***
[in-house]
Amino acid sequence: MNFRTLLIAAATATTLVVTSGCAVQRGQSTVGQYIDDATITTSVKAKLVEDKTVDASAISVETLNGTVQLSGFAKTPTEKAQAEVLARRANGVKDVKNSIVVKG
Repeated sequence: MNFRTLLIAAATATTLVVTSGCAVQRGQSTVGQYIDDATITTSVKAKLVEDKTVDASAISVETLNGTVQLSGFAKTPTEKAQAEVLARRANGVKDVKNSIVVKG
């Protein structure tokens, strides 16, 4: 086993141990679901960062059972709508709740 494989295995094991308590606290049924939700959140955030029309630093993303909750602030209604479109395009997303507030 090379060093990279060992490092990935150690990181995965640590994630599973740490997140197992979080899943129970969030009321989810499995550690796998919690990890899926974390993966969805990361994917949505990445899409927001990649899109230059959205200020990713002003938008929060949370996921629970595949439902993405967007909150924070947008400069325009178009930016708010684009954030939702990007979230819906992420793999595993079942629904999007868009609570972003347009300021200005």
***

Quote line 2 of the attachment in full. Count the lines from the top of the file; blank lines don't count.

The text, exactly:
Amino acid sequence: MNFRTLLIAAATATTLVVTSGCAVQRGQSTVGQYIDDATITTSVKAKLVEDKTVDASAISVETLNGTVQLSGFAKTPTEKAQAEVLARRANGVKDVKNSIVVKG